There are lots of ways to produce electricity. We don't generally think about that fact because we're seldom very far from a power outlet. But when you're lost in the woods and your GPS device runs out of juice, an alternative to a power outlet sounds really attractive. And that seems to be what Signa Chemistry has created.
The company, working with partners, has developed a recharge system that requires just a tablespoon of water, a small metal tin the size of a snuff container and a plastic container about the size of an eyeglass case. Put all the pieces together and in about 15 seconds, you can start recharging your GPS device, phone or camera.
The system produces about the same amount of power as 4 AA batteries and will give you about 10 hours of phone battery life.
I don't pretend to understand the chemistry involved, but here's how Signa President Michael Lefenfeld explained it. The small metal tin contains a chemical the company developed called sodium silicide. Combine that chemical with water and you get hydrogen gas. That hydrogen gas then passes into a membrane where it mixes with oxygen in the air and produces electricity and water vapor. The water vapor dissipates in slightly moist air, leaving you with electricity to power up your devices.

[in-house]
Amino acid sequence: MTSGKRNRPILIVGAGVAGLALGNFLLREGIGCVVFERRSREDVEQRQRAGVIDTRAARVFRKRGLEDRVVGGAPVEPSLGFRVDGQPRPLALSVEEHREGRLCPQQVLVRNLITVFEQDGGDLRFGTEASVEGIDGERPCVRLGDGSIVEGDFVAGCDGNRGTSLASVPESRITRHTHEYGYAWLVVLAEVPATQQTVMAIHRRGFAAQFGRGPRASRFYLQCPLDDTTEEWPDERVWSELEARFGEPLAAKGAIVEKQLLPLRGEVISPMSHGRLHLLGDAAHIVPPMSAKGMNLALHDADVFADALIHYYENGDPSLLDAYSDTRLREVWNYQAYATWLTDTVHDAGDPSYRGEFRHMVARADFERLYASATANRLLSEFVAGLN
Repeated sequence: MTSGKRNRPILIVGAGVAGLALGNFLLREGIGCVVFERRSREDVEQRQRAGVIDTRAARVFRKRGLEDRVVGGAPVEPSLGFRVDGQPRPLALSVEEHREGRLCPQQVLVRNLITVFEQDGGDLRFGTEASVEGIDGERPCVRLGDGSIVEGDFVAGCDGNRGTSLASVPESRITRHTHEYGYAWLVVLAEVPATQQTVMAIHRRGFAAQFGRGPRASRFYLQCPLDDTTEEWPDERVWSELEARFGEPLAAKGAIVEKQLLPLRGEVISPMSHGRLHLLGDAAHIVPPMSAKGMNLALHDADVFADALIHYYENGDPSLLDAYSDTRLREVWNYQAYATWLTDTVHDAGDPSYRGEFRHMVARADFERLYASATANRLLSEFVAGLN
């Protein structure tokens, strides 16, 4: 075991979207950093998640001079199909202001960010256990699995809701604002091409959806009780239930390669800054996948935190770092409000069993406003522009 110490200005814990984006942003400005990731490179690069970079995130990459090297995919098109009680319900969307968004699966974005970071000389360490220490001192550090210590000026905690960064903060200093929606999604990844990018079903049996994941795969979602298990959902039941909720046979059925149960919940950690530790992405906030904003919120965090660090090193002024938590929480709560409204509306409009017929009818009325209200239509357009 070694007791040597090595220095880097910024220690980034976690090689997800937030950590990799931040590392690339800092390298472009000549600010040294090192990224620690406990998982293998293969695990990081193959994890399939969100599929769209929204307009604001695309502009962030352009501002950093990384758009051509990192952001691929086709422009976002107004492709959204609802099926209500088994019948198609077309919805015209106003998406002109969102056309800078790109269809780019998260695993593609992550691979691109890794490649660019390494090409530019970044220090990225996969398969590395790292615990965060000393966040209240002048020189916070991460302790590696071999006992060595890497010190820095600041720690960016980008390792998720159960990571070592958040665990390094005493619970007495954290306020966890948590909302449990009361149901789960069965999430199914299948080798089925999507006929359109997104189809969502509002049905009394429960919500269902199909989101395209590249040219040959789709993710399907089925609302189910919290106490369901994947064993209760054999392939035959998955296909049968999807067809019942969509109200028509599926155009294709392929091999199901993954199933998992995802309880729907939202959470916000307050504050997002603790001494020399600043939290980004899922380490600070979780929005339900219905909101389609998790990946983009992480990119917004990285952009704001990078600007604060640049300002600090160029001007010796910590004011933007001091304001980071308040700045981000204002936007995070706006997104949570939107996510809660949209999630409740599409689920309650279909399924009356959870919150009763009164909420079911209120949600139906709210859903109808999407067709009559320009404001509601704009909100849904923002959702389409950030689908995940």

The PowerTrekk system is being produced by Signa's partners, the Swedish company myFC, and should be available by May in REI stores. Lefenfeld said Signa doesn't control the price of the system, but the device should cost between $200 and $250 and replacement tins should cost about $4, roughly equivalent with a four-pack of AA batteries.
One interesting note: The process doesn't require clean water. You can use water from a stream or a puddle. Signa is working with the military and says soldiers stuck without water can even use urine to run the system.
Lefenfeld has big plans for the system. The company has built a pack that will have 800 watt-hours of power (compared to the 5 watt-hours of the system I saw) and will demonstrate it powering an electric bike later on tonight at CES. In the future, he hopes to see the system in use in electric cars and producing power in rural parts of the world that have no power grid now.
I'm always a little skeptical of new power systems because I've seen a lot come and go without making much impact. But I saw Signa's system in action and it recharged my phone in the time I was talking with Lefenfeld and his colleague, Andrew Wallace, so I've got some faith that this one might work. Here's a video that shows Wallace setting up the PowerTrekk system.